Proof: Or, The Reason Budgets Still Favor Frontline Fundraising

 
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"Show me the money!"

Jerry Maguire had to scream it to keep his one last client played by Cuba Gooding, Jr.

In the end, Cuba loved his agent because of "the Quan." "Quan," essentially, is caring. When you ask me about the money, that's not really caring about me. It's me caring about you. And I want to care enough to want to do that.

It means love, respect, community... and the dollars, too. The entire package. The Quan.
— Rod Tidwell (Cuba Gooding, Jr.) in "Jerry Maguire" (1994)

Right now, there are hundreds of entrepreneurial alumni engagement leaders who want to try new things. And sometimes they get budget to do that. Generally, that budget isn't comprehensive and that means the experiment was setup for failure at the outset. We'll talk more about that in a future post.

Critically, knowing that dollars today matter chiefly, how do we guard engagement against a further winnowing of budget and position in the advancement landscape?

In a word: proof.

Today, we get stories where small alumni engagement feature tools scrap to touch 2%-3% of a community at the "top end" of proof. If that's the end of the train of proof then we're doomed for a renewal of that investment. Again, something so small was always going to fail, but, more importantly, we have to get severe in proving engagement value. Severe with ourselves. Severe about how we measure our work.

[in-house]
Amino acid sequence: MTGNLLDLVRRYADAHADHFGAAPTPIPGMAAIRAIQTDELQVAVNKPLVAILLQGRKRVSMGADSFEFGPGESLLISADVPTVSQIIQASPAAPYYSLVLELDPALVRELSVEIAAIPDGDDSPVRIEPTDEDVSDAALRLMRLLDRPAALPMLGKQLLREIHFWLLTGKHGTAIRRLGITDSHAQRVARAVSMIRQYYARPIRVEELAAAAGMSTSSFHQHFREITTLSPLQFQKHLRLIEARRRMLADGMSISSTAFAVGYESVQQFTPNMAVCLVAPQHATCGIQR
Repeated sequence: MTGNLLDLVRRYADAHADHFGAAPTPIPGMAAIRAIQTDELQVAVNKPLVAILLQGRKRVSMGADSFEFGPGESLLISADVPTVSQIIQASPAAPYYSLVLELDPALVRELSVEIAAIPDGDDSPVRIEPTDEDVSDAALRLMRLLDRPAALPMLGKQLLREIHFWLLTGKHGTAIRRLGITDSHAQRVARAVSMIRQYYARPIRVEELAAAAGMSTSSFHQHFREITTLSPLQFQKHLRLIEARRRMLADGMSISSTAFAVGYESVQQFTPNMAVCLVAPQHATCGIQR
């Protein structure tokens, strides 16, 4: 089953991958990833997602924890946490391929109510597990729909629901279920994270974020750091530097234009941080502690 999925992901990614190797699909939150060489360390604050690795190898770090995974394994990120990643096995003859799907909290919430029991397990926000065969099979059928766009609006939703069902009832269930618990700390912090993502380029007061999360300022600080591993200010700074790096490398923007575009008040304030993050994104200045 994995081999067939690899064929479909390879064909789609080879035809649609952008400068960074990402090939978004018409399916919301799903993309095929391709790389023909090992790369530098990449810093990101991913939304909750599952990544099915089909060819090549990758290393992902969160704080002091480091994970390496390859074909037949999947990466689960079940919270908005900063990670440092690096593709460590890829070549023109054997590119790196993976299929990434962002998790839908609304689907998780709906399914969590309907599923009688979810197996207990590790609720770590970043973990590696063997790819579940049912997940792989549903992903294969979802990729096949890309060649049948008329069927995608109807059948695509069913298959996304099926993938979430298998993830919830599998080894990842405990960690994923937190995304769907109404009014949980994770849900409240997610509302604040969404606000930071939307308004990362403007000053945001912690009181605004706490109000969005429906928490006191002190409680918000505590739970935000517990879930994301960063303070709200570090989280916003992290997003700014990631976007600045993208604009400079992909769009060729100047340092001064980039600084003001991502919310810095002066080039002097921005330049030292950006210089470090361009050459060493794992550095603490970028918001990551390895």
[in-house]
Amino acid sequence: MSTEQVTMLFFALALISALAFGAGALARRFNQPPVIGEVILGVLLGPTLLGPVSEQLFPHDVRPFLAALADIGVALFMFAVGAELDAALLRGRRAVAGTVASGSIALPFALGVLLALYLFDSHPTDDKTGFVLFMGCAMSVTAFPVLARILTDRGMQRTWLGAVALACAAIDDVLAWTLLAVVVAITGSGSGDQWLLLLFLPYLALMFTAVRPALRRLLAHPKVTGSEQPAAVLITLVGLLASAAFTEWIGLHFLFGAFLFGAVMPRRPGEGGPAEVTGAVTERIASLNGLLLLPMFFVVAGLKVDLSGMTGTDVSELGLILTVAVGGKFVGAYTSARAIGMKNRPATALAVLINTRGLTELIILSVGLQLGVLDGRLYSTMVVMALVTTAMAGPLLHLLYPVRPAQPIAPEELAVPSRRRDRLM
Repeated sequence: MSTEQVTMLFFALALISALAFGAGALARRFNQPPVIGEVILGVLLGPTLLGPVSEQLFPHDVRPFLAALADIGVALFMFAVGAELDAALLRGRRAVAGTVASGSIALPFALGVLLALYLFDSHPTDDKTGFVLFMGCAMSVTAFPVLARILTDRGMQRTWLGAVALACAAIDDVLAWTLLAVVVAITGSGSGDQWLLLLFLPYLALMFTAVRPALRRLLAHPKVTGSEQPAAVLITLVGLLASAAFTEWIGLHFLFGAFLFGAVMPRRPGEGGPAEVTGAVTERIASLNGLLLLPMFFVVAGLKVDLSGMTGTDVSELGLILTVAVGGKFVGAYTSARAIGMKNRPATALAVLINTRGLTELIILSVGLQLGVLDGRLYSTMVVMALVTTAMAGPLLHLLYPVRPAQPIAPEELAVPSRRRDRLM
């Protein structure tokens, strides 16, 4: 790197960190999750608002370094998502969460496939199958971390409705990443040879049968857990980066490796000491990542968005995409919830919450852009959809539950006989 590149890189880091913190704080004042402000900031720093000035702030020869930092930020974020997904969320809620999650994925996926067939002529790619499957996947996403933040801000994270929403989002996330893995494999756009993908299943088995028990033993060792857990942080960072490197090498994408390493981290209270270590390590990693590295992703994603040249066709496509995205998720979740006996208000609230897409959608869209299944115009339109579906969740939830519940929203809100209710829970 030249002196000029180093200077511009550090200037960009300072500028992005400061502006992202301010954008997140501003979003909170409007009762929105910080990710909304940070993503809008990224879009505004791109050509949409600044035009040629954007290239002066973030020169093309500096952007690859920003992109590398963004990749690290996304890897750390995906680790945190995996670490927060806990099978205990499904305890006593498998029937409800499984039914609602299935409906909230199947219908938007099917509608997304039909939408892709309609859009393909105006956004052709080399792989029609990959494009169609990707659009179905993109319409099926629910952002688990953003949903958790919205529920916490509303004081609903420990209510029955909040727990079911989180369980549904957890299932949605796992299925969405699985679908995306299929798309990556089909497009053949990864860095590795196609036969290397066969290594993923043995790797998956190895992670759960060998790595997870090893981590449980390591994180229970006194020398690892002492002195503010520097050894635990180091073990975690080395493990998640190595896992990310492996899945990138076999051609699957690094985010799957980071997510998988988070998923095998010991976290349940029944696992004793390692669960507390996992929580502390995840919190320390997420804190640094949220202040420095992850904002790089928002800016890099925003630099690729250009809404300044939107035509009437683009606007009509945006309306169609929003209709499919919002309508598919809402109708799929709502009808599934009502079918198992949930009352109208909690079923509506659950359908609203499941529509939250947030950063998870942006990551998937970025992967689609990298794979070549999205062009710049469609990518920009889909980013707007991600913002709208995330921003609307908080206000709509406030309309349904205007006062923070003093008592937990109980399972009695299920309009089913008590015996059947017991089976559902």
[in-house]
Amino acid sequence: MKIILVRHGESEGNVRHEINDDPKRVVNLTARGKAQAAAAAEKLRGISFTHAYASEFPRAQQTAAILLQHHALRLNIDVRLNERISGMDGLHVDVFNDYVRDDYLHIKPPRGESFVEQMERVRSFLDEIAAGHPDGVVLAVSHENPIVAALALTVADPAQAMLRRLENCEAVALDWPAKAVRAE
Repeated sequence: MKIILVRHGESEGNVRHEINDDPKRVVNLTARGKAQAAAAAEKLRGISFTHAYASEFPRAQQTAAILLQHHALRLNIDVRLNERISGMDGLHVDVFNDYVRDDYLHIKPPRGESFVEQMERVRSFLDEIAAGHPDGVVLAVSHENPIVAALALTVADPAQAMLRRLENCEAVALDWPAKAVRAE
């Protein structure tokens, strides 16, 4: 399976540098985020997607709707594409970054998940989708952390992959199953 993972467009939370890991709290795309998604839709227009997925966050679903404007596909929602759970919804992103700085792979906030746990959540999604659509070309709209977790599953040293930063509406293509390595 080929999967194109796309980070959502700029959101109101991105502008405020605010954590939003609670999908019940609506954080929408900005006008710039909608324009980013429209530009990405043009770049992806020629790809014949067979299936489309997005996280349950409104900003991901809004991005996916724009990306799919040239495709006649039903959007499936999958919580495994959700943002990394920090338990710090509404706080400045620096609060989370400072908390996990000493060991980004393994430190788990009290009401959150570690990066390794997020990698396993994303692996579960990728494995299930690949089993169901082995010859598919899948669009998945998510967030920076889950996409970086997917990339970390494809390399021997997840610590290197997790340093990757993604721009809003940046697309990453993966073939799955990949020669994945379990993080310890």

And that's the rub because that kind of work is very hard. It's also half the role of any Fortune 1000 Chief Marketing Officer. "What's our impact?" They work very hard to quantify it - not just to prove their own value, but to make better investments, kill investments, and grow their organizations.

The first way in which QuadWrangle addresses this engagement-to-fundraising proof mandate is by quantifying all that messy engagement info, namely language data like what types of emails an alumna opens, what the topic of the events are that she's attended, fundraiser visit notes, and more to distinctly indicate the exact designation she's most likely to give to.

Engagement matters. Not conceptually. In absolute truth: it makes frontline, major gift fundraisers more impactful. But it takes rich advanced technologies to do this. We'll continue to discuss this space in the days and weeks to come, but please, talk with us. Engage in this post. Pose these questions severely to your own teams.

 
Nick ZecketsComment